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Britain’s countryside is dominated by bullies – as Chris Packham has found

15 903 0

I’ve often thought, watching the felling of ancient trees, the slaughter of wildlife and the stripping of topsoil: “I love this land more than the owner does.” While there are plenty of careful landowners, there are others who seem to despise their own property. Those of us who love the land struggle against its owners to protect it from ruin.

For centuries, challenging the way the land is used has been treated as a trespass: we are told that it is none of our business. Yet this is the very fabric of our nation. Conflicts over its treatment are portrayed in the billionaire press as a war between town and country. But his isn’t about rural versus urban – it’s about power. As Guy Shrubsole’s crucial book Who Owns England? shows, major rural and urban landowners are often the same people.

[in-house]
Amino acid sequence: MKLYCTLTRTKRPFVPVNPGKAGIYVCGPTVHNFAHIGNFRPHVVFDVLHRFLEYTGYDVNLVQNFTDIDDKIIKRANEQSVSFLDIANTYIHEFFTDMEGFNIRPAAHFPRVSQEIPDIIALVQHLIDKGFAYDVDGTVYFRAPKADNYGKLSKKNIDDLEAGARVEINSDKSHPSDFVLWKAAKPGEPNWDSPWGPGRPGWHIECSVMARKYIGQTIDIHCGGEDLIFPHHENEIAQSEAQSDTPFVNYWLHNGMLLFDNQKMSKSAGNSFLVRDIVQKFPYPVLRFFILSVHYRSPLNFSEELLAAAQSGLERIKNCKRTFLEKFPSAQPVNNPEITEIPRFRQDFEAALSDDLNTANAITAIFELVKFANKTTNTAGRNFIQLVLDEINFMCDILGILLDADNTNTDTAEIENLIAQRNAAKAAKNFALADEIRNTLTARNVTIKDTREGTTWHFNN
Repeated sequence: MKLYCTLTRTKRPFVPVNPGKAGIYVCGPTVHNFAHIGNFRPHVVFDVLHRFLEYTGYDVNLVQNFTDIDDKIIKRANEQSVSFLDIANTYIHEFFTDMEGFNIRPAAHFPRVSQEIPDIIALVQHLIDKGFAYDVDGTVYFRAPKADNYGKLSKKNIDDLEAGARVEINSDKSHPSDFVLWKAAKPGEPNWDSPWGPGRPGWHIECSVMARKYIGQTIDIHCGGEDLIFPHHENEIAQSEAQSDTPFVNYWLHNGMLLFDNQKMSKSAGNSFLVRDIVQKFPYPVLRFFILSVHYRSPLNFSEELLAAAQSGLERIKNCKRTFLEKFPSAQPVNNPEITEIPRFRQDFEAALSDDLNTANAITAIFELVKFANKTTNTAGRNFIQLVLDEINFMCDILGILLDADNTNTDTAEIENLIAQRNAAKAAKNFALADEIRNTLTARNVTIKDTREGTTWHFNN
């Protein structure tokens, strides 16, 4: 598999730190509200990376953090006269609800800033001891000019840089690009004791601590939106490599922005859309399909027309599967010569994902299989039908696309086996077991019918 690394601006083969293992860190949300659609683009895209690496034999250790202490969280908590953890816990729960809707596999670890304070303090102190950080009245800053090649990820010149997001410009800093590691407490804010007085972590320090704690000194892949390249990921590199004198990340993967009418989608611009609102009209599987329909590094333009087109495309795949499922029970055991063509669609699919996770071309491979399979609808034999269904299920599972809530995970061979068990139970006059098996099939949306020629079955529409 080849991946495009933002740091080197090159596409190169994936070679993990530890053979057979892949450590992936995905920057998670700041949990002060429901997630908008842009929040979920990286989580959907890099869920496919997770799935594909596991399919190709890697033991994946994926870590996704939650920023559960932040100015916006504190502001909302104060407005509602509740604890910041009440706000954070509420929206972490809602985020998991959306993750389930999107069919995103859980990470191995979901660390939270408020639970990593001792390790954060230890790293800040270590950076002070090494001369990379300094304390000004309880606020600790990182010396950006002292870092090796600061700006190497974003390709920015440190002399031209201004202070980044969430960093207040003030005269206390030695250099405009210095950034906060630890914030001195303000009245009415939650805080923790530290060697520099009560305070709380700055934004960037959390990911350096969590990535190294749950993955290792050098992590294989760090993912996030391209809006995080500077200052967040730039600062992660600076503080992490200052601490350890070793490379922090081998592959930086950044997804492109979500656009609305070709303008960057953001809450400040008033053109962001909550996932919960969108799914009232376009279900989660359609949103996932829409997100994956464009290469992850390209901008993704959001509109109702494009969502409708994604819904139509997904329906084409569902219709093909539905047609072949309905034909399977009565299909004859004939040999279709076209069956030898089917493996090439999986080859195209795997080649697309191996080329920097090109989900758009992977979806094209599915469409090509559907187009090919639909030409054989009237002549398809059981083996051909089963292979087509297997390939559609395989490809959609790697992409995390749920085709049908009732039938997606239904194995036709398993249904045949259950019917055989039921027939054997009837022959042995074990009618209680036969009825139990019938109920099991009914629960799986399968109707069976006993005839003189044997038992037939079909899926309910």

There is one real difference between town and country. In the countryside, people are often afraid to speak out. You can see why in the recent treatment of the television presenter Chris Packham. After an organisation he helped to found – Wild Justice – successfully challenged the unlawful killing of several bird species, two dead crows were left hanging from his gate, whose lock had been glued shut.

Harassment of this kind is familiar to rural people who challenge shooting or foxhunting interests. Bullying and intimidation associated with foxhunts that run riot in the north of England while the police look the other way have been reported,, one in the Independent, the other in the online magazine The Overtake. There’s an almost Sicilian culture of fear: people are frightened into silence or forced to move house. Locals complain of mob rule as hounds and horses rampage through their gardens and trash their businesses. Hunt monitors, documenting blatant lawbreaking, are beaten up with impunity while their vehicles are........

© The Guardian